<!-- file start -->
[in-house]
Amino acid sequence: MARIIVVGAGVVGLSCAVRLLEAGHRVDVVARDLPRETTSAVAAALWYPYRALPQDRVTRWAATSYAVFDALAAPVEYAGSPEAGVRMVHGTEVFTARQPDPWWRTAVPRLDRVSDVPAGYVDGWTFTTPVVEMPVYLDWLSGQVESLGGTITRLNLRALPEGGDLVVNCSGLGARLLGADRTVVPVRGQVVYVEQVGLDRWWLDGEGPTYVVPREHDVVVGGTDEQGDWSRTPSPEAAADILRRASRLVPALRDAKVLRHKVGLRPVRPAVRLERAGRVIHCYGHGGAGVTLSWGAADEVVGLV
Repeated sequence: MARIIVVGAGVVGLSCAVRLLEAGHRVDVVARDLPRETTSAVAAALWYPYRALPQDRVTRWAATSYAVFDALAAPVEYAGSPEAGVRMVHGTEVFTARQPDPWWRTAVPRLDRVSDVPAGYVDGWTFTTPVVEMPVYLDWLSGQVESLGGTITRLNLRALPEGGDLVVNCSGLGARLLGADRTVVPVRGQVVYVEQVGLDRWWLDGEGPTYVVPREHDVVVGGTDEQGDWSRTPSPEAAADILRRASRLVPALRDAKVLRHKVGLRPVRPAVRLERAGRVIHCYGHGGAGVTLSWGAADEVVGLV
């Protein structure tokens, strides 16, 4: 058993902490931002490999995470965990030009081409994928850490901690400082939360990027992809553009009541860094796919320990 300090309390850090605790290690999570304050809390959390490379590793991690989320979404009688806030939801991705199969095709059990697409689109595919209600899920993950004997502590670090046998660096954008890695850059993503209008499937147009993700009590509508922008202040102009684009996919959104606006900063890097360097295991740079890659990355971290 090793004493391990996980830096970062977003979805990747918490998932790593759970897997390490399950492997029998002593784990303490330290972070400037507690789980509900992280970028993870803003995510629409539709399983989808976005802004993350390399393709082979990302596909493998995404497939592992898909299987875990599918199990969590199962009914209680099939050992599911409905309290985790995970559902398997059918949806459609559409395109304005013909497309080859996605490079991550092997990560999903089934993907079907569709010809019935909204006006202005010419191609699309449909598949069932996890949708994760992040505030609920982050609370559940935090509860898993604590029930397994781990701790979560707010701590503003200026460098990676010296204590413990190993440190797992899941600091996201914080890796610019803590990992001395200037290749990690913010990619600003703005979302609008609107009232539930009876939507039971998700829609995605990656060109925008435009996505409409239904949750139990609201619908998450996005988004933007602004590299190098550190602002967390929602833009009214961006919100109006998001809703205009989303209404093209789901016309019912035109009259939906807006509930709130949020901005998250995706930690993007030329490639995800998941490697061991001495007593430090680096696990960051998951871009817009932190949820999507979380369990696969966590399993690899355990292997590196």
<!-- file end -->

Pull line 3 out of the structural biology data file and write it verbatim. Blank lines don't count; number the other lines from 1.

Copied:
Repeated sequence: MARIIVVGAGVVGLSCAVRLLEAGHRVDVVARDLPRETTSAVAAALWYPYRALPQDRVTRWAATSYAVFDALAAPVEYAGSPEAGVRMVHGTEVFTARQPDPWWRTAVPRLDRVSDVPAGYVDGWTFTTPVVEMPVYLDWLSGQVESLGGTITRLNLRALPEGGDLVVNCSGLGARLLGADRTVVPVRGQVVYVEQVGLDRWWLDGEGPTYVVPREHDVVVGGTDEQGDWSRTPSPEAAADILRRASRLVPALRDAKVLRHKVGLRPVRPAVRLERAGRVIHCYGHGGAGVTLSWGAADEVVGLV